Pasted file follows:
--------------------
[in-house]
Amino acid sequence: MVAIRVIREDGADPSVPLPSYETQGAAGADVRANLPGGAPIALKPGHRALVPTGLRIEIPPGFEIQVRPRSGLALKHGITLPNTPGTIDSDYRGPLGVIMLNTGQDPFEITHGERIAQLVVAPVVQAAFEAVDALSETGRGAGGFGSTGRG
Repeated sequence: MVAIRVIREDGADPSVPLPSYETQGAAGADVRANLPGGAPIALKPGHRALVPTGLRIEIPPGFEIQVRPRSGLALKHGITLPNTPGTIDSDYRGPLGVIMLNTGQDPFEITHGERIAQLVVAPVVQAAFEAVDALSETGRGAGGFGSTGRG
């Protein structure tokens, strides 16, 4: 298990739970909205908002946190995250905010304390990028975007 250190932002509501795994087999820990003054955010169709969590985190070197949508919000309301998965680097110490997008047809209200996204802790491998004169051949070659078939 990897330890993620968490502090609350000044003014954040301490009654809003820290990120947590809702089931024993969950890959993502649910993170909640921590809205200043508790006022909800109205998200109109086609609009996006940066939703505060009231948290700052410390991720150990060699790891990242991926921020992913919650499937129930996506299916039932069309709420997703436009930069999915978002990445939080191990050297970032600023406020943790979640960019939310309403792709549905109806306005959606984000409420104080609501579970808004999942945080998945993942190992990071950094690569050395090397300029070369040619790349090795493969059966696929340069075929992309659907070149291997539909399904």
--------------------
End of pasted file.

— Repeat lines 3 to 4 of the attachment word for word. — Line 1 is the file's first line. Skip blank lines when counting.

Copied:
Repeated sequence: MVAIRVIREDGADPSVPLPSYETQGAAGADVRANLPGGAPIALKPGHRALVPTGLRIEIPPGFEIQVRPRSGLALKHGITLPNTPGTIDSDYRGPLGVIMLNTGQDPFEITHGERIAQLVVAPVVQAAFEAVDALSETGRGAGGFGSTGRG
């Protein structure tokens, strides 16, 4: 298990739970909205908002946190995250905010304390990028975007 250190932002509501795994087999820990003054955010169709969590985190070197949508919000309301998965680097110490997008047809209200996204802790491998004169051949070659078939 990897330890993620968490502090609350000044003014954040301490009654809003820290990120947590809702089931024993969950890959993502649910993170909640921590809205200043508790006022909800109205998200109109086609609009996006940066939703505060009231948290700052410390991720150990060699790891990242991926921020992913919650499937129930996506299916039932069309709420997703436009930069999915978002990445939080191990050297970032600023406020943790979640960019939310309403792709549905109806306005959606984000409420104080609501579970808004999942945080998945993942190992990071950094690569050395090397300029070369040619790349090795493969059966696929340069075929992309659907070149291997539909399904």